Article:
India is the land of farmers. They are the backbone of the Indian Economy and its prosperity depends upon agriculture and its subsidiaries. Farmers work in extreme weather conditions as they don’t enjoy holidays or “cheat days”. Living in a small and cramped hut is far from being a luxury. The problems for farmers in India, where half of the population relies on agriculture, are unending.
Work in scorching heat for months with possibilities the crop might get destroyed due to natural or unnatural reasons is the life’s bitter truth for them. They painstakingly work for months and spend money on seeds, pesticides, machinery, labor, water & electricity and after extensive spending, they end up with meager money. Thus, most of the time, farmers return without any money and subsequently end up in debts.
Farmers, while cultivating crops, use various farming practices, but every farmer needs pesticides. Farmers use pesticides to control various pests and disease carriers, such as mosquitoes, ticks, rats, and mice. But are these pesticides killing our farmers?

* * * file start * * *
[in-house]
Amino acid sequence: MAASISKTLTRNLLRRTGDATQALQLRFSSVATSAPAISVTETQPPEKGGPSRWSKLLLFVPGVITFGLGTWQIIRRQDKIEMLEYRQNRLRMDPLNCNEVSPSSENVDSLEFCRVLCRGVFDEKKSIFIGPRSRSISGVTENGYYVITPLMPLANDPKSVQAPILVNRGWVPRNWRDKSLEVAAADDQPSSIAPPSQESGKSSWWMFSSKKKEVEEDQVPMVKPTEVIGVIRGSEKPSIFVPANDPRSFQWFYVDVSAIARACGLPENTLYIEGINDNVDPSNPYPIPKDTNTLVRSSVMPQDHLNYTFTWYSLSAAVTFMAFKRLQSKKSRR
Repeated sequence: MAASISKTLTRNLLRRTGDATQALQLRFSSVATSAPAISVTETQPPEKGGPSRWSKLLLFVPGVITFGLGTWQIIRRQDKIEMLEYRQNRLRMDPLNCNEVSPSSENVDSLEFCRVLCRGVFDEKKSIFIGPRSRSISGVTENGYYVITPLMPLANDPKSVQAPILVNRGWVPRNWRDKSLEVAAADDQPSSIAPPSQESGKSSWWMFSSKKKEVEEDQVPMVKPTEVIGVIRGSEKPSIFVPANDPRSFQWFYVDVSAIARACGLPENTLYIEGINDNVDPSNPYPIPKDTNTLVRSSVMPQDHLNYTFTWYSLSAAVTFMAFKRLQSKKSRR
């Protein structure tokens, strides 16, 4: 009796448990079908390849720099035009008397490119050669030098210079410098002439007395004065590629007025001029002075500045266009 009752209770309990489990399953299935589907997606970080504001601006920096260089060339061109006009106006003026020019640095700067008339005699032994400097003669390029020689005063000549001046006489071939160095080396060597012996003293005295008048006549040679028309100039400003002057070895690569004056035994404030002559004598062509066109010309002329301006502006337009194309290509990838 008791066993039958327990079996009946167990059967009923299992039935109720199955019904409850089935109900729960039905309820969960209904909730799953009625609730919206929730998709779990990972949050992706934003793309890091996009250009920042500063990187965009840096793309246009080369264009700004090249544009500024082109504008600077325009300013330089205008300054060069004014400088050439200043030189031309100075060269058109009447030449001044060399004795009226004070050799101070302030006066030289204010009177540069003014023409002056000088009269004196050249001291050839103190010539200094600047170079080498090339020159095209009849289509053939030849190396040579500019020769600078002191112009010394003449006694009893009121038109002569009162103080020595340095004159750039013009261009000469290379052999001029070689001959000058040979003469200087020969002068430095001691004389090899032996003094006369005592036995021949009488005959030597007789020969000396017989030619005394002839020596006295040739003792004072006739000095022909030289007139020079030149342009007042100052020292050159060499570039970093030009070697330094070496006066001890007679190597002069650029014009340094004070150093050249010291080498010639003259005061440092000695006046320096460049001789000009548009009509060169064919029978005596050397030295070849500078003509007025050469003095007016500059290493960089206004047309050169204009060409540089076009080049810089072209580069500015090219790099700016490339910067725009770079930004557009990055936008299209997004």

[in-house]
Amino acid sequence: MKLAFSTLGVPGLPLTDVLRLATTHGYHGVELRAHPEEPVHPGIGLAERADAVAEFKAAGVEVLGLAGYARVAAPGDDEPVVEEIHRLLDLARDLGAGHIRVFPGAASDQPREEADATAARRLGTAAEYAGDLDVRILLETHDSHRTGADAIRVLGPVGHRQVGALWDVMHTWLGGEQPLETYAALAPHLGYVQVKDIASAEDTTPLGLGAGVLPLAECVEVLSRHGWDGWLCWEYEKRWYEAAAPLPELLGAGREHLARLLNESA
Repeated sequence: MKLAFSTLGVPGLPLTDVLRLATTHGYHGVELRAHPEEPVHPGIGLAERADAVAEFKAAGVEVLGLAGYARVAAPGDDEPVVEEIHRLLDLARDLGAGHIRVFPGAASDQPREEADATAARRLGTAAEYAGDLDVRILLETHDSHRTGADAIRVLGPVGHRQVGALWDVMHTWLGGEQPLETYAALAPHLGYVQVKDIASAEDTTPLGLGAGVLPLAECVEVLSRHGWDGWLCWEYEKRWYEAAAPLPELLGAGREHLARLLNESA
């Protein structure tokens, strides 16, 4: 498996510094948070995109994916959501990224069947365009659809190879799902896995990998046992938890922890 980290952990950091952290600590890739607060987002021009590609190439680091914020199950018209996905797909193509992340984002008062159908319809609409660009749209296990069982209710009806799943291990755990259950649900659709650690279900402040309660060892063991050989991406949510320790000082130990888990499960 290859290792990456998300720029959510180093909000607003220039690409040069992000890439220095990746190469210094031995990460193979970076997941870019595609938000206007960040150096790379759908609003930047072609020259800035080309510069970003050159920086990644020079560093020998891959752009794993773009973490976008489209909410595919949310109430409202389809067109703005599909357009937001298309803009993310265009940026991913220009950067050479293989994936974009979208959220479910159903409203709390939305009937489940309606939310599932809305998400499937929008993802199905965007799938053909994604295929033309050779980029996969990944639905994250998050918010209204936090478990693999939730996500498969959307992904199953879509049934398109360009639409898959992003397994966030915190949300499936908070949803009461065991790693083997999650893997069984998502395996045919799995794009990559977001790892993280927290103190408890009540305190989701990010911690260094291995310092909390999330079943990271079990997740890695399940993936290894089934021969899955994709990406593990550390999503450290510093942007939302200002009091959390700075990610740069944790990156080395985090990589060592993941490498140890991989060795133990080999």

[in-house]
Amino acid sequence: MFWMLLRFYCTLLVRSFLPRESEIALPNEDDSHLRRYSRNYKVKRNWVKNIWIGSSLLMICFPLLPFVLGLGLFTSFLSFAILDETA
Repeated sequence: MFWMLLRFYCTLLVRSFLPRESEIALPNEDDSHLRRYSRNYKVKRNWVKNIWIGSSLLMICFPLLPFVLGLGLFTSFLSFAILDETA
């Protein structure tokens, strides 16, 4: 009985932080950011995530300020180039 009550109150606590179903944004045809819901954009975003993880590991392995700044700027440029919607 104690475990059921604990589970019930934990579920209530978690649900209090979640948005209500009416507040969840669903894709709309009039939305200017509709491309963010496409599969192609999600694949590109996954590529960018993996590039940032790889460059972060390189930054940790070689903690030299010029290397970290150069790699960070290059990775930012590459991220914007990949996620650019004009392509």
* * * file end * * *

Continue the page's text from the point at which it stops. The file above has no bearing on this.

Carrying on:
These pesticides do not discriminate between men or bugs. It’s a traumatizing fact, but farmers regularly consume pesticides & commit suicide. This has been happening for a long time. But studies show pesticide even in a permissible amount affects the health of farmers and their families as well.
Studies show that people living near agricultural pesticides end up having adverse health conditions. There are birth-related problems like Preterm birth, fetal growth restriction, etc., respiratory problems like asthma, Parkinson’s disease, childhood and adult cancer, muscle weakness, physical dysfunction, autism, lower IQ & lack of verbal communication.
Infants’ Environmental Health Study states that women who work in agricultural lands and people who live within one hundred meters proximity of farmlands have a lower mineral concentration in blood.
Chlorpyrifos, a pesticide considered hazardous to humans, is frequently detected in local fruit and vegetable samples. This pesticide is banned in countries like the USA. Children who ate these local fruits or vegetables had 2.8 times higher levels of metabolites in urine.
Methamidophos, a pesticide considered by WHO as “Class 1b, Highly Hazardous”, is found on playground equipment and household dust. This pesticide was also found in dumplings in China & Japan, which led to the death of several consumers.
These pesticides are likely to remain an essential part of current agriculture. However, there is a need of the hour to create awareness about pesticides and their health impacts as well as promoting environmental-friendly practices which not only work in favor of nature but to our farmers and his or her loved one.